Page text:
7. Kos J, Jevnikar Z, Obermajer N (April–June 2009). "The role of cathepsin X in cell signaling". Cell Adhesion & Migration. 3 (2): 164–6. doi:10.4161/cam.3.2.7403. PMC 2679876. PMID 19262176.
  8. Obermajer N, Svajger U, Bogyo M, Jeras M, Kos J (November 2008). "Maturation of dendritic cells depends on proteolytic cleavage by cathepsin X". Journal of Leukocyte Biology. 84 (5): 1306–15. doi:10.1189/jlb.0508285. PMC 3252843. PMID 18701767.
  9. 9.0 9.1 9.2 Akkari L, Gocheva V, Kester JC, Hunter KE, Quick ML, Sevenich L, Wang HW, Peters C, Tang LH, Klimstra DS, Reinheckel T, Joyce JA (October 2014). "Distinct functions of macrophage-derived and cancer cell-derived cathepsin Z combine to promote tumor malignancy via interactions with the extracellular matrix". Genes & Development. 28 (19): 2134–50. doi:10.1101/gad.249599.114. PMC 4180975. PMID 25274726.
  10. 10.0 10.1 Teller A, Jechorek D, Hartig R, Adolf D, Reißig K, Roessner A, Franke S (January 2015). "Dysregulation of apoptotic signaling pathways by interaction of RPLP0 and cathepsin X/Z in gastric cancer". Pathology, Research and Practice. 211 (1): 62–70. doi:10.1016/j.prp.2014.09.005. PMID 25433997.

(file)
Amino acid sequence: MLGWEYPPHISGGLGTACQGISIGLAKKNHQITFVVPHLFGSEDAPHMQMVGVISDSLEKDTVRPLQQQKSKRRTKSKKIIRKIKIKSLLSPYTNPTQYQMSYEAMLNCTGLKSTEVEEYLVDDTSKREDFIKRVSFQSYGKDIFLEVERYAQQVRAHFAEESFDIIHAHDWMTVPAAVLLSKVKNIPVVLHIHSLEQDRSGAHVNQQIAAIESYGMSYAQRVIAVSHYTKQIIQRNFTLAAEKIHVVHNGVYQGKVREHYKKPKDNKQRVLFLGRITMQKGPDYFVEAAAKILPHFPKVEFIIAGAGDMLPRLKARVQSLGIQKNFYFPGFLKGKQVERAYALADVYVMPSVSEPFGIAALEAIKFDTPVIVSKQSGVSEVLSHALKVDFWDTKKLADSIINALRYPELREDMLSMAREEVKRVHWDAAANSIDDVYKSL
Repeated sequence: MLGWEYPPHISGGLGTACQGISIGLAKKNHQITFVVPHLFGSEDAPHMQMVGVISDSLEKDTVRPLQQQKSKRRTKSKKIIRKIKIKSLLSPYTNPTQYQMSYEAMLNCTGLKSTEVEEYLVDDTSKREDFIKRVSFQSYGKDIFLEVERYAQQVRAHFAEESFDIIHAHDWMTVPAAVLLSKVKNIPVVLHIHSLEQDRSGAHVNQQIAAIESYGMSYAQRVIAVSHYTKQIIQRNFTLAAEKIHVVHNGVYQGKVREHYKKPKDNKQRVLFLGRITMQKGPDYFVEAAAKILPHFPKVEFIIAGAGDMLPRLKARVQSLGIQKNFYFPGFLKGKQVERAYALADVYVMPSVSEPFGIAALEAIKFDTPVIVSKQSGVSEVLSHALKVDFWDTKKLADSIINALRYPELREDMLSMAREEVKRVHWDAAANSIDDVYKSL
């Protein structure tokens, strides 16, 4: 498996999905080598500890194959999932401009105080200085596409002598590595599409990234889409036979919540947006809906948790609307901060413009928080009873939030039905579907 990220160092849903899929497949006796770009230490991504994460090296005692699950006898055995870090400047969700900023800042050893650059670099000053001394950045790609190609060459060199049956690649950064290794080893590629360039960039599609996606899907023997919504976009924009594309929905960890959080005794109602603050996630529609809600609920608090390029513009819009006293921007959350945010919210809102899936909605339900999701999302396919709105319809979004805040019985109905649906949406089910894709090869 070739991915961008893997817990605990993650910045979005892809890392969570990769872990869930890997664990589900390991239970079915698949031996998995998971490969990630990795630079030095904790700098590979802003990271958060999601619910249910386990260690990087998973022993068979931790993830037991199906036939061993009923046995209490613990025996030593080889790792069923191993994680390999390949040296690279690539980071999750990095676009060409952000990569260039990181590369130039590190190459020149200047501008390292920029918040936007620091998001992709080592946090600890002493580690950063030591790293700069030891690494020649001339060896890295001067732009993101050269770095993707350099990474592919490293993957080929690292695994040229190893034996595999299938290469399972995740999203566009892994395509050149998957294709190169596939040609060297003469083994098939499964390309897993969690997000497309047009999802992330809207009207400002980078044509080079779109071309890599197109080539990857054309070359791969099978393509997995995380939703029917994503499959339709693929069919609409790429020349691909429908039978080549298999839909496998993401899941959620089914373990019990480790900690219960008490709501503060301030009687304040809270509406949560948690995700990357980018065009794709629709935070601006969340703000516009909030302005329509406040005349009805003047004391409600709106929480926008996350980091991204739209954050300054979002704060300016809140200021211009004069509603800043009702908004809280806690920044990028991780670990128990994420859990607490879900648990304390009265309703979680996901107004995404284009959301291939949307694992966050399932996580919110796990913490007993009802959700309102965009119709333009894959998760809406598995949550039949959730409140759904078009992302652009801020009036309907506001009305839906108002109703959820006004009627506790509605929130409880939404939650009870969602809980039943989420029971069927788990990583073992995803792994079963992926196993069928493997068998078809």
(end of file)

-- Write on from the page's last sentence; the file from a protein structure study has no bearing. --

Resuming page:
11. Krueger S, Bernhardt A, Kalinski T, Baldensperger M, Zeh M, Teller A, Adolf D, Reinheckel T, Roessner A, Kuester D (2013). "Induction of premalignant host responses by cathepsin x/z-deficiency in Helicobacter pylori-infected mice". PLoS One. 8 (7): e70242. doi:10.1371/journal.pone.0070242. PMC 3728094. PMID 23936173.
  12. Pišlar AH, Zidar N, Kikelj D, Kos J (July 2014). "Cathepsin X promotes 6-hydroxydopamine-induced apoptosis of PC12 and SH-SY5Y cells". Neuropharmacology. 82: 121–31. doi:10.1016/j.neuropharm.2013.07.040. PMID 23958447.
  13. Adams LA, Möller M, Nebel A, Schreiber S, van der Merwe L, van Helden PD, Hoal EG (June 2011). "Polymorphisms in MC3R promoter and CTSZ 3'UTR are associated with tuberculosis susceptibility". European Journal of Human Genetics. 19 (6): 676–81. doi:10.1038/ejhg.2011.1. PMC 3110050. PMID 21368909.
  14. "CTSZ interaction network". BioGRID. Retrieved 6 August 2016.
  15. Hafner A, Glavan G, Obermajer N, Živin M, Schliebs R, Kos J (August 2013). "Neuroprotective role of γ-enolase in microglia in a mouse model of Alzheimer's disease is regulated by cathepsin X". Aging Cell. 12 (4): 604–14. doi:10.1111/acel.12093. PMID 23621429.

Further reading

External links

  • The MEROPS online database for peptidases and their inhibitors: C01.013